Tuesday, January 12, 2010

Eggshell Color

A friend and I got to discussing eggs and that got me to wondering if chickens had been bred to select for eggshell coloration. I know of certain fowl that lay turquoise blue to olive green eggs, such as Araucanas and Pheasants, fowl that lay white eggs such as Leghorns, and fowl that lay brown eggs such as Orpingtons and Rhode Island Reds.

All the chicken eggs in our kitchen are brown. Why? Because that's the color that our farmer's Rhode Island Red hens lay. If they laid white eggs, we'd have eggs with white shells. I've used tens and tens of thousands of eggs in my life and one thing is clear, shell color makes no difference to the egg inside.

What matters for flavor is freshness and a fresh egg is a good egg, except for boiled eggs. The shells of fresh eggs do not want to release from the albumen, but that's the subject of another article.

I notice a reverse snob appeal to brown eggs that has developed over the past couple of decades. Factory eggs here in the US, all the rage in the 1950's and 60's, tend to be white because the birds that produce the most eggs the fastest (hence the cheapest) lay white eggs. In recent decades, people have come to associate factory eggs with all things big, bad, and industrial, hence the movement to brown eggs, which many people assume are somehow intrinsically better than white eggs.

I'll say it again that shell color has no bearing on the egg inside. Eggshell coloration is hereditary and comes from pigments deposited (or in the case of white eggshells, not deposited) onto the outer layers of the white shell.

Brown eggs are significantly more expensive than white eggs in US markets for two reasons. Chickens that lay brown eggs tend to be from larger breeds that require more feed and they tend to lay fewer, larger eggs. So it generally costs more to produce brown eggs than white. Coupling this real production expense with the misunderstanding that brown eggs are somehow better than white eggs lets producers command higher prices for brown eggs.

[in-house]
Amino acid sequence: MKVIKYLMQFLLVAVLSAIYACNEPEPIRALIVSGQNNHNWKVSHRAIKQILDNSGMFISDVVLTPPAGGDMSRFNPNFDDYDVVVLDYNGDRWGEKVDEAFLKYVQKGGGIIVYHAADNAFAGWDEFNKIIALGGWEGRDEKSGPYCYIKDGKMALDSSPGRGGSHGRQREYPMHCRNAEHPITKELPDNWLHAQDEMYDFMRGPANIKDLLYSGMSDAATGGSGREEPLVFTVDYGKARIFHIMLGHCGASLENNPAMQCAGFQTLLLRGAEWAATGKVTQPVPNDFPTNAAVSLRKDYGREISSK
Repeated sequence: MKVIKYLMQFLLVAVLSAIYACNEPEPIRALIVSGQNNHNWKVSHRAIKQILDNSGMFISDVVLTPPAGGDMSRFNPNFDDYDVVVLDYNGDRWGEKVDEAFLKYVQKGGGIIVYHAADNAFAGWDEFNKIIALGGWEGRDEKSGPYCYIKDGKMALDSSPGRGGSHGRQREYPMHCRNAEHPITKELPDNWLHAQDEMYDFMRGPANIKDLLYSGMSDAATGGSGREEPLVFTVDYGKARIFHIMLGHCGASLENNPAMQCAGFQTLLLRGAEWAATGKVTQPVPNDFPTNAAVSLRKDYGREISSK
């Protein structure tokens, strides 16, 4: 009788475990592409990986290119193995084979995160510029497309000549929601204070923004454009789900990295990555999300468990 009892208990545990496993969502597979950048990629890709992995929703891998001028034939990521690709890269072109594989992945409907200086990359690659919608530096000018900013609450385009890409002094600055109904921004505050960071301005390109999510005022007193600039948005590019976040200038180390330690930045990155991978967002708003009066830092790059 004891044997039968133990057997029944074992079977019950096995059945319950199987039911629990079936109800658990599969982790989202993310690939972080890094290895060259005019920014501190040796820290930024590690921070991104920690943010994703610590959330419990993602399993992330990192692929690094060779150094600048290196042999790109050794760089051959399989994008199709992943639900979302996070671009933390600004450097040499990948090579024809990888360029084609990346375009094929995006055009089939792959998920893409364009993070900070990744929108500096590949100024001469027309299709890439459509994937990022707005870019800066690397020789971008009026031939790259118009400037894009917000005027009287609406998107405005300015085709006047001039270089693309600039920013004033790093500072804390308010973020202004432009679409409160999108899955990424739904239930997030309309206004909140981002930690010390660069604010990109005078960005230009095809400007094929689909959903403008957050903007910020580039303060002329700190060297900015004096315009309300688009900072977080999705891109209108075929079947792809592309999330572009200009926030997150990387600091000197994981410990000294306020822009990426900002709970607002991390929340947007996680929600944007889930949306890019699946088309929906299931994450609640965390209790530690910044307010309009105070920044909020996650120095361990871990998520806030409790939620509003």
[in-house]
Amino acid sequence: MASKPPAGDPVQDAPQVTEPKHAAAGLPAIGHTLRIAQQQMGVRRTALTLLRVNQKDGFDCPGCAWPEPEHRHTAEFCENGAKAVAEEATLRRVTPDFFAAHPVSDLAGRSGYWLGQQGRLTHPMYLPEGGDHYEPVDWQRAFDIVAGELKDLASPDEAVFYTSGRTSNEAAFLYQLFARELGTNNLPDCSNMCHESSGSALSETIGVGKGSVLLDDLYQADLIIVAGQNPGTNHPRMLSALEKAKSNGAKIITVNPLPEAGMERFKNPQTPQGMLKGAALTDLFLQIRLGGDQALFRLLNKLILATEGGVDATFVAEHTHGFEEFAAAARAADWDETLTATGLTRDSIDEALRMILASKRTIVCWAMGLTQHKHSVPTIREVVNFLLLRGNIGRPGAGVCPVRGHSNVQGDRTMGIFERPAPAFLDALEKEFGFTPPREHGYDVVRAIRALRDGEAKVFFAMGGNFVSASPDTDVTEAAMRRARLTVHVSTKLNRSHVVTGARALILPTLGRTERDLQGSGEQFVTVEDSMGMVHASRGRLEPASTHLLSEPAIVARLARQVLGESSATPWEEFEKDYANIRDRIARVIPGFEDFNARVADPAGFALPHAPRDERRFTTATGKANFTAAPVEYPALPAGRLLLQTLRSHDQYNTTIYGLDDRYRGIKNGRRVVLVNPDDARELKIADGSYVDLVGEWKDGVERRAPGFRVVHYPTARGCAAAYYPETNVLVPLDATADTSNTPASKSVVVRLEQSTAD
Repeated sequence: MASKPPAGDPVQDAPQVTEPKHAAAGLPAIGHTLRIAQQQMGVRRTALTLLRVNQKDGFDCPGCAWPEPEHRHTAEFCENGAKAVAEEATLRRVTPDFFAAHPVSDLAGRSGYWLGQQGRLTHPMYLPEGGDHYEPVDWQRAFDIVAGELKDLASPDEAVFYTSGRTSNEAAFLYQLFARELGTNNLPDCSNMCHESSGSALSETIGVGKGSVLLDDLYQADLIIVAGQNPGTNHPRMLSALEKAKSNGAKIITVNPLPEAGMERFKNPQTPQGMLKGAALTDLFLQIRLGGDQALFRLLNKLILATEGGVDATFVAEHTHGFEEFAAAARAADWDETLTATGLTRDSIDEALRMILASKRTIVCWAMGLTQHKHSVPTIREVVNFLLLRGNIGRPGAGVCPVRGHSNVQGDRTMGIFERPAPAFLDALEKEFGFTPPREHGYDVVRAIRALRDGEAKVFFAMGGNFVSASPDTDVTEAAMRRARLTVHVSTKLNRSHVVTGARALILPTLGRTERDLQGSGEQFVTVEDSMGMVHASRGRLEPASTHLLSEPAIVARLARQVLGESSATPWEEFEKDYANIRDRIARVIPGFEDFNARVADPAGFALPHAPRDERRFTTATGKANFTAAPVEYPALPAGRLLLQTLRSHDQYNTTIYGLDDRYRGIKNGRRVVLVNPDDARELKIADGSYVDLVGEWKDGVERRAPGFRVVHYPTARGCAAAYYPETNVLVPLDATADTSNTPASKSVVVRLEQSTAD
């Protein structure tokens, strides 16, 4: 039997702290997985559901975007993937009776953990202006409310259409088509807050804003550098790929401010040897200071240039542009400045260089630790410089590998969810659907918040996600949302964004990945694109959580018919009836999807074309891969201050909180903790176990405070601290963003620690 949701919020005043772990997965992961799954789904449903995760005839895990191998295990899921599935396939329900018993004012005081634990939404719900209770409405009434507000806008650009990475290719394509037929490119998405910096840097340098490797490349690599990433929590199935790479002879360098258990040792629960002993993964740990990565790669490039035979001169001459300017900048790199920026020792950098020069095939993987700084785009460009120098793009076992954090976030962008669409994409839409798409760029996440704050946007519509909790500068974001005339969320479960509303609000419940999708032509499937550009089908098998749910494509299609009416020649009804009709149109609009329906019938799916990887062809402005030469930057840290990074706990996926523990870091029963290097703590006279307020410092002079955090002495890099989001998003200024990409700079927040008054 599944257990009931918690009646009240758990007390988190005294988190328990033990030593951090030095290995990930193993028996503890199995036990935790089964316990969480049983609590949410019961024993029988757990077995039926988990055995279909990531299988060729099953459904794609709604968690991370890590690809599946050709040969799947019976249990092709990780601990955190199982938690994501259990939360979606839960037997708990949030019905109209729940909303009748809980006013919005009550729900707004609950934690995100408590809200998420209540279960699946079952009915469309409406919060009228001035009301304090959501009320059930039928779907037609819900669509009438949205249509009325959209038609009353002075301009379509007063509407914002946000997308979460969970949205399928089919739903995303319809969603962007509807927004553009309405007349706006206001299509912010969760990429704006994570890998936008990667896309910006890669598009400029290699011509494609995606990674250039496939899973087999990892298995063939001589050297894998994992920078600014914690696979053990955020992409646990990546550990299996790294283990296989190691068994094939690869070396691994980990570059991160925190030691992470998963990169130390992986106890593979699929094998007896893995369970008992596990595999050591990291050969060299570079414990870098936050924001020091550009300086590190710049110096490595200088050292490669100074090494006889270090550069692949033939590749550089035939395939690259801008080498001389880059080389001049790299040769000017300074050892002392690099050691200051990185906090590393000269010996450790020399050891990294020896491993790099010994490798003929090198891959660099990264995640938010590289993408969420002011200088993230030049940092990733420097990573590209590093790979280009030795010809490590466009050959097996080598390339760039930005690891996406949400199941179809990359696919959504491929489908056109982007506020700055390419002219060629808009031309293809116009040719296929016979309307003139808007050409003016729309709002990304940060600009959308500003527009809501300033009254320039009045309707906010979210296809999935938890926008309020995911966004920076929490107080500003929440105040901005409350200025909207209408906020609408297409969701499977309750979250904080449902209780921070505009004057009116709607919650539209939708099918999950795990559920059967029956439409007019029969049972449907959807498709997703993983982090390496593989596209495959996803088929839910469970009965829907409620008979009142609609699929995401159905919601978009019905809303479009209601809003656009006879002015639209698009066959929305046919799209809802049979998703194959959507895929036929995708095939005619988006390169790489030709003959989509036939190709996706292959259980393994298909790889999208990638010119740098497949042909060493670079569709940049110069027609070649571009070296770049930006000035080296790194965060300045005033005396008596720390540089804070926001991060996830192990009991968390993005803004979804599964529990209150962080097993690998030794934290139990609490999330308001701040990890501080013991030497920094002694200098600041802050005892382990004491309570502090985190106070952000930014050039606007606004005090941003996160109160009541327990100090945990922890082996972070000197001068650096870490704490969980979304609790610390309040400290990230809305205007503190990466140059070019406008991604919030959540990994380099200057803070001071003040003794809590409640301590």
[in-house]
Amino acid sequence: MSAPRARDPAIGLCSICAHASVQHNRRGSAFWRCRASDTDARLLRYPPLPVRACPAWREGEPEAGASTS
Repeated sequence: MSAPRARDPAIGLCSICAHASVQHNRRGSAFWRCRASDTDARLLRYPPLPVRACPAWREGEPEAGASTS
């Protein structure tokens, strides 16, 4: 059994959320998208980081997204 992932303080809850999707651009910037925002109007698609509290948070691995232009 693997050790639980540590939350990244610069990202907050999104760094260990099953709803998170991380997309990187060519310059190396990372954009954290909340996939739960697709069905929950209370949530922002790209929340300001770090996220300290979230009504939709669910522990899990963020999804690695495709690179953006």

So again, buy your eggs based on freshness and not on shell color.

For a glimpse into the wide variety of eggshell coloration, from snow white to chocolate, with blue and pink thrown in for grins, see the following charts:

Henderson's Handy-Dandy Chicken Chart

Egg Shell Colour Chart by Breed of Hen


  1. Hey, Chef - I fundamentally agree with you regarding choosing your eggs for freshness and not for shell color. But I think there is another fundamental criteria that makes a world of diffrence in taste and apreance (for instance in poached eggs): the diet of the hens and how they were raised. Hens which spend a good part of their day outside on pasture where they have a chance to get exercise and sunshine as well as foraging for seeds, insects, caterpillars and worms makes for happier chicken and tastier eggs (also more nutritious eggs).

    I came through your blog from Harvest Thyme Herb Farm, and I have been enjoying reading your post. I know where to come eat in Winchester, now.

  2. Sylvie, thanks for the reminder that the eggs from a chicken that has a varied diet are so much tastier than those that just eat commercial feed. Our chickens wander about and eat what they find and can catch, plus scraps that otherwise would be composted. And this sometimes yields surprising results: when they're eating a lot of spinach, sometimes the uncooked whites are a dayglo green!